As I waited for the overnight delivery to take several days to arrive, I checked the early feedback on the forums. Apart from being amazed at what people find to whinge about (and how few try things before going online) one of the most common threads was the new look. Premiere has been labelled as old and tired so they?ve got out the spray cans and given it a new ?look?.

The big move is interactive palettes that grow and shrink as you move them. They can be undocked and dragged then settled back into a new possie and everyone else moves over to make way. The cranky alarm went off because I just could not get the bits where I wanted them. I started to agree with the web critics and then an accidental find – if you undock and drag a palette out to the windows desktop it will sit wherever you put it. Yeah! It?s just like Photoshop for users of twin monitors.

Like Pro 1.5 you can save various versions of your desktop to recall quickly. I have custom desktops for: twin screen editing, full screen playback and audio mixing. Next will be a DVD one but I didn?t get quite that far yet.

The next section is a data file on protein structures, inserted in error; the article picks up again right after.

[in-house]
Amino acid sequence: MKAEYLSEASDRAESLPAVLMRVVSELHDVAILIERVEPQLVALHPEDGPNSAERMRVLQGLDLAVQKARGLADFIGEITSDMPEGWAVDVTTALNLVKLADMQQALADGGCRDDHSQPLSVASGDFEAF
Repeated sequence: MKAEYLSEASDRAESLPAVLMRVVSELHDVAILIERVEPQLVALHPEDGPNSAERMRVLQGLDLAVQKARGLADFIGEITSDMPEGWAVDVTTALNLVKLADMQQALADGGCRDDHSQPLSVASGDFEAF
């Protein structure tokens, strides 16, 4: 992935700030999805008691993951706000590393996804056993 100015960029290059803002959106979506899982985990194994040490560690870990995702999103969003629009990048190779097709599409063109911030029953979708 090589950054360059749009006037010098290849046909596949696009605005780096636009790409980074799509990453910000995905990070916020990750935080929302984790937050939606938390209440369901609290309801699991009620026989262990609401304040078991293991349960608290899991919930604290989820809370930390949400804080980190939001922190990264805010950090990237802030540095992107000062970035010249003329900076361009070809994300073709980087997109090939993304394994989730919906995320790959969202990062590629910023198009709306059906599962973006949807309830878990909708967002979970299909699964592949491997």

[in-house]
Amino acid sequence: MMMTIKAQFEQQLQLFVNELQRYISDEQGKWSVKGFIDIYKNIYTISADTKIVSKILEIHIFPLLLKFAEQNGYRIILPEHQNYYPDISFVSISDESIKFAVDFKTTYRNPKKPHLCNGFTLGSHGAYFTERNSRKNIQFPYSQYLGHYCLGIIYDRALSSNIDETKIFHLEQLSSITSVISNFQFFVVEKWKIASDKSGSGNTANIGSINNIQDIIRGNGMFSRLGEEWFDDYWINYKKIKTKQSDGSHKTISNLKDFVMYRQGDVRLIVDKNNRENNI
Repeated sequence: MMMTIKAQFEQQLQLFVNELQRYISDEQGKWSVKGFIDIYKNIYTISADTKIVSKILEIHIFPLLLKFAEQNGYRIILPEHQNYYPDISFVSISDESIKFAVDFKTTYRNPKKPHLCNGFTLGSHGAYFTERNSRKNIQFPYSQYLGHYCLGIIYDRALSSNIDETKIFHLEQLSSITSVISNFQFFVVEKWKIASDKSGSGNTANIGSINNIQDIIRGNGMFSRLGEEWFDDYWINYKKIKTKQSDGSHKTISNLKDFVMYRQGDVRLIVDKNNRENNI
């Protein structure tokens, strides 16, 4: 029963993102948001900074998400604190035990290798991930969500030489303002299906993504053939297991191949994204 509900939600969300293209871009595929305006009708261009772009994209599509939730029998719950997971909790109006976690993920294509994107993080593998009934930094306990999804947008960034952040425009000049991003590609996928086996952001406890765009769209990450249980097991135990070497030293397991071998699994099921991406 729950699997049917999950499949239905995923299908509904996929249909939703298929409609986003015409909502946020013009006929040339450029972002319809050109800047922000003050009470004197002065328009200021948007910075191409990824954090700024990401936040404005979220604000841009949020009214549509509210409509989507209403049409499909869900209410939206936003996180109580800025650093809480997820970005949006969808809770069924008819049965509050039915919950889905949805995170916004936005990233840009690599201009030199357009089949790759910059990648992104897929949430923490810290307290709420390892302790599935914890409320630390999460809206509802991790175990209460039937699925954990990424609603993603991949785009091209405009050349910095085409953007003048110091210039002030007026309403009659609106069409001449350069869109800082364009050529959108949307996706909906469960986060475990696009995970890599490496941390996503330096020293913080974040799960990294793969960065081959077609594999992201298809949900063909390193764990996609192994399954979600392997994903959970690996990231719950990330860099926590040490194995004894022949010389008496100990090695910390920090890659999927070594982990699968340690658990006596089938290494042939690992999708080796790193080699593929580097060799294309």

Twin monitor screen

The kid grows up

I can report Premiere has passed through its teenage years and become a grown up program. There?s only one omission ? any guesses? All revealed later.

Pay attention ? it?s a long list of proper equipment. Finally there?s professional machine control (a big reason Final Cut got the pro market first) so you can digitise from whatever obscenely expensive kit you?ve got. Via an appropriate SDI (standard digital interface) video card you can do HD and SD video uncompressed!

Good luck with that ? first you must buy the fastest PC on earth. But it?s there and it?s feasible and at least future proofed. It also does DVCPro and DVCPro HD. Pro 2 offers native HDV. This means there?s no recompression after capture so like DV only the effect/transition bits have to be rendered (or not if you have a suitable card). Excellent but once again get a high spec PC first. Loads of RAM, hyper-theading, dual core, RAID arrays (I thought RAID died along with SCSI drives but it?s back) and all that other stuff only the ten year old tech at my local computer store really understands.